The New Departure does not claim to have the Bible as its authority. It is its own authority. It is founded on the speculations of men, has no shadow of authority in the words of the Saviour, and makes the author of the Bibledeny his own utterances. If the Epistle to the Romans, for example—where this whole subject is thoroughly discussed—teaches the probability or the possibility of a preaching of Christ in another world, the common mind will discover it and believe it; and if there is no such teaching there, the common mind will reject the whole theory as of man and not of God. Nor will this common mind be much moved, even if all the colleges and theological seminaries in the land rise up to greet this New Departure at its coming, and spread for it tables of hospitality. It was asked in the day of our Lord: "Have any of the rulers or the Pharisees believed on Him?" Still the common people kept on hearing him gladly.

Now upon this we have to remark that the New Departure the writer has in mind is a very different form of the larger hope from the one we teach. We do not believe in probation after death in the prevalent form of that opinion. But we do most profoundly believe in probation after resurrection. And inasmuch as death and resurrection, as acts in the Divine economy, are as wide apart as the poles, so there must be a wide difference in these two modes of stating and defending the larger hope. Dr. Rankin does great injustice to the Andover school, the weak point of whose position we have ourselves often pointed out, when he asserts that "they do not claim the Bible as their authority." On the other hand he knows very well that they constantly profess that the general tone and spirit of the Bible is with them, and that particular passages must be interpreted in the light of its general teaching. Moreover he knows that the New Departure appeals confidently to special texts, and that one text, 1 Peter iii. 19-21, with its parallel in iv. 6, so distinctly teaches not only the "probability or the possibility," but the fact " of a preaching of Christ in another world," that not only the consensus of catholic interpretation admits it, but even "the common mind" refuses to be deceived by the bungling attempts of modern exegetes to twist away the words of the apostle from their obvious meaning.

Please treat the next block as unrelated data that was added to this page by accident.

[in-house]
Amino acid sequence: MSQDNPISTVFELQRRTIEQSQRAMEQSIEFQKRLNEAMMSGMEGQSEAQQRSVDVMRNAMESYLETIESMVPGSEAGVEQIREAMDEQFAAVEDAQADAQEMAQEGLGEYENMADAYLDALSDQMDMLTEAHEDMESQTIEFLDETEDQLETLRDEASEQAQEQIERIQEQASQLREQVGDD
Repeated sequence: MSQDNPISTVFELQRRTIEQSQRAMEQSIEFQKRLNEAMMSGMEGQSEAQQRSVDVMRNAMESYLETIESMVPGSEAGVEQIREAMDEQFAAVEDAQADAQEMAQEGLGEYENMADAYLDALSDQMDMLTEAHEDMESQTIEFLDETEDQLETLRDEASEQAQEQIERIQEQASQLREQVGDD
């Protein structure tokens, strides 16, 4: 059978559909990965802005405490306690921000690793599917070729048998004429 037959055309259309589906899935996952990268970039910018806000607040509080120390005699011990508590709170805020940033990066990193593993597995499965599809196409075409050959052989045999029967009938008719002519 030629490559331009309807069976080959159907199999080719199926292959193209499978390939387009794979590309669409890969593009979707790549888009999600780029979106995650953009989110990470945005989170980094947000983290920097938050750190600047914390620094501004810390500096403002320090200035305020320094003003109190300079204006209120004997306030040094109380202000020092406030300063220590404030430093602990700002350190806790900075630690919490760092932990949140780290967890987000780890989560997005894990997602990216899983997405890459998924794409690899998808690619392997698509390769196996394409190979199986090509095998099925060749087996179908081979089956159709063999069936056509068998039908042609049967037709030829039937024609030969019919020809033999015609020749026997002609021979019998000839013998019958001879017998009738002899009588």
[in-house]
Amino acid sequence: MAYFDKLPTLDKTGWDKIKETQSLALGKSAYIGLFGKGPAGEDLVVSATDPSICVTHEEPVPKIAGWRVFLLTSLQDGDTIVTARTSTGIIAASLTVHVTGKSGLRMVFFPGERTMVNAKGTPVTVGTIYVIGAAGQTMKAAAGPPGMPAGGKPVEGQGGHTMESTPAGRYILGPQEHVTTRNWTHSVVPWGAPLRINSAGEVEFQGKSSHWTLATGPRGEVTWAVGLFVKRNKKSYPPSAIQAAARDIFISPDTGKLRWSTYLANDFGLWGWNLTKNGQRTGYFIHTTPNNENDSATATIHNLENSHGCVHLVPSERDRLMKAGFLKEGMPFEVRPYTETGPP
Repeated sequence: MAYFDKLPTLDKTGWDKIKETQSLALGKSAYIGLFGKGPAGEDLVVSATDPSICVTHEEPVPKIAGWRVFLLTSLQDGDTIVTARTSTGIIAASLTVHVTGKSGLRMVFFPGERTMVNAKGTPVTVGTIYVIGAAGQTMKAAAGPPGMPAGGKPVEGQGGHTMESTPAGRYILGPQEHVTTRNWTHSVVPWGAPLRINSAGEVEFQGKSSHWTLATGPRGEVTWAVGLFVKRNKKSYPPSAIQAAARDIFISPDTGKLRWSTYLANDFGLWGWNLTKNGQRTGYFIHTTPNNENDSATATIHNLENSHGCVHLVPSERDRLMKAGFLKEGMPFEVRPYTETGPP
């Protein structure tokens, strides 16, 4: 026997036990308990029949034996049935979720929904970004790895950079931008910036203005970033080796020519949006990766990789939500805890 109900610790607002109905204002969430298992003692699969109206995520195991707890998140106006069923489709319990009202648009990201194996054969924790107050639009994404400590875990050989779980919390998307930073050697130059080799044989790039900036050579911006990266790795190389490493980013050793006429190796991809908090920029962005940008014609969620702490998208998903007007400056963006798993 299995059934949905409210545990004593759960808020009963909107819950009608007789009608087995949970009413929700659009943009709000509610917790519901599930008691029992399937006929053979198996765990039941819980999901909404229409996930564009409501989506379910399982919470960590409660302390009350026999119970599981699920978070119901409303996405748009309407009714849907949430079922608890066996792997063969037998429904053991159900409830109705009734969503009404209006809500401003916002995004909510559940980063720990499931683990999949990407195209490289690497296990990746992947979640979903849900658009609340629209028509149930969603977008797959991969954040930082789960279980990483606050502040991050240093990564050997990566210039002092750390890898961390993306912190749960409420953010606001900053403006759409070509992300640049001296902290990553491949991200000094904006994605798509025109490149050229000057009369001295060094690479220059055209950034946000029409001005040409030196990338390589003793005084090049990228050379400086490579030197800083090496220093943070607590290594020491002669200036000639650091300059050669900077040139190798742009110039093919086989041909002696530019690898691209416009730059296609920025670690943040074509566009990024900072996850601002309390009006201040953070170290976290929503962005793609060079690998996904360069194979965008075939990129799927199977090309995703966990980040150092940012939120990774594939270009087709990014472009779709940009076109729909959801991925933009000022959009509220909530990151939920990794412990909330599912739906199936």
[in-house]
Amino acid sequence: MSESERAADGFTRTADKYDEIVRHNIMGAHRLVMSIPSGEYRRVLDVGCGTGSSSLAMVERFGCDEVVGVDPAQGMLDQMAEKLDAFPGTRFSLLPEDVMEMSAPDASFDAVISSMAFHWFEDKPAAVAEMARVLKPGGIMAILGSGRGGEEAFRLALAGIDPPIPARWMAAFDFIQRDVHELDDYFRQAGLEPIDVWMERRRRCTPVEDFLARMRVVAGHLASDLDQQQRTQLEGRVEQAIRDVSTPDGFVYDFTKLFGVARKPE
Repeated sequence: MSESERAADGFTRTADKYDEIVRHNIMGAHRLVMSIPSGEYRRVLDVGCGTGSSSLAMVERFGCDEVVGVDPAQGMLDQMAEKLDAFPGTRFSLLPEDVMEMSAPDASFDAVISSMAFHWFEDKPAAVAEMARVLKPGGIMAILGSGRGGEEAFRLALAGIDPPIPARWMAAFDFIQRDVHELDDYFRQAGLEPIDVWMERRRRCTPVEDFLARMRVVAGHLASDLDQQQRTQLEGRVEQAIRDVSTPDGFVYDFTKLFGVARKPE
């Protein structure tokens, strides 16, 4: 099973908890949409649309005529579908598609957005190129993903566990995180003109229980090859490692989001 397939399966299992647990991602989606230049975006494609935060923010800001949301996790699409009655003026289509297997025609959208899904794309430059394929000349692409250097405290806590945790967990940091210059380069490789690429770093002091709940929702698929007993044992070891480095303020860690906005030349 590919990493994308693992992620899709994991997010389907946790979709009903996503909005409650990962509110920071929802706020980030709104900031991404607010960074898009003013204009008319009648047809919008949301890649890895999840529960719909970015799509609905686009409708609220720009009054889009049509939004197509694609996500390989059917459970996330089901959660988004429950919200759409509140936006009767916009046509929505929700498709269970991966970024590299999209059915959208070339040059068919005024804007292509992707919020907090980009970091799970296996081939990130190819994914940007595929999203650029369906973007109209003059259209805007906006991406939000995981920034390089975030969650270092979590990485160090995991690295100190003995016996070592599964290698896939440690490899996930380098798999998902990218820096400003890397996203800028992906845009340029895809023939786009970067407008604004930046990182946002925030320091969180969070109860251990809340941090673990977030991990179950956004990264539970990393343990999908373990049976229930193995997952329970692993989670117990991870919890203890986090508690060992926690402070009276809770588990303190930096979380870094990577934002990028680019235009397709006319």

But leaving the Andover school to defend themselves as they may, so far as our view is included under this head of "New Departure," we "not only claim to have the Bible as authority ;" we were compelled to adopt it against lifelong prejudices and convictions and in the face of worldly interests, because the whole plan of revelation requires it, and we must either accept it or be disloyal to the Bible. We have repeatedly shown that the Andover teaching is scripturally weak, because it interposes a long delay between death—the wages of sin—and the sinner's sentence and punishment. It fails to see that the definite penalty for sin must be inflicted on the sinner before the grace of God can again take up his case, and that therefore whatever hope may visit him in the future cannot be connected with his loss of life in death, but with his recovery to life through resurrection. If the doctrine of the larger hope were only thus stated as not a probation after death, but after restored life; if the" death-state had been rightly regarded as the penal state, just as the Bible views it, and all hope for men ruined by sin and lost in death had been connected with the provision to raise them out of death, each in their own time and order, and as heirs of life, or as still under judgment, according to character, then not only would this "New Departure" have planted its feet on Scripture ground; it would be seen that it is the very cream of all that God has been speaking by the mouth of all His holy prophets since the world began—the very essence of that gospel which was to be glad tidings of great joy to all people. Nothing makes us more indignant than these oft-repeated assertions that what is known as the wider hope is "a mere speculation," "withoutany warrant in Scripture." Whatever may be true of the defective forms that hope has taken on, because of the blind adherence of most of its advocates to the tradition that the sinner's judgment-day and future punishment lie beyond his resurrection, sure we are that when once the student of God's Word is enlightened to perceive the redemptive value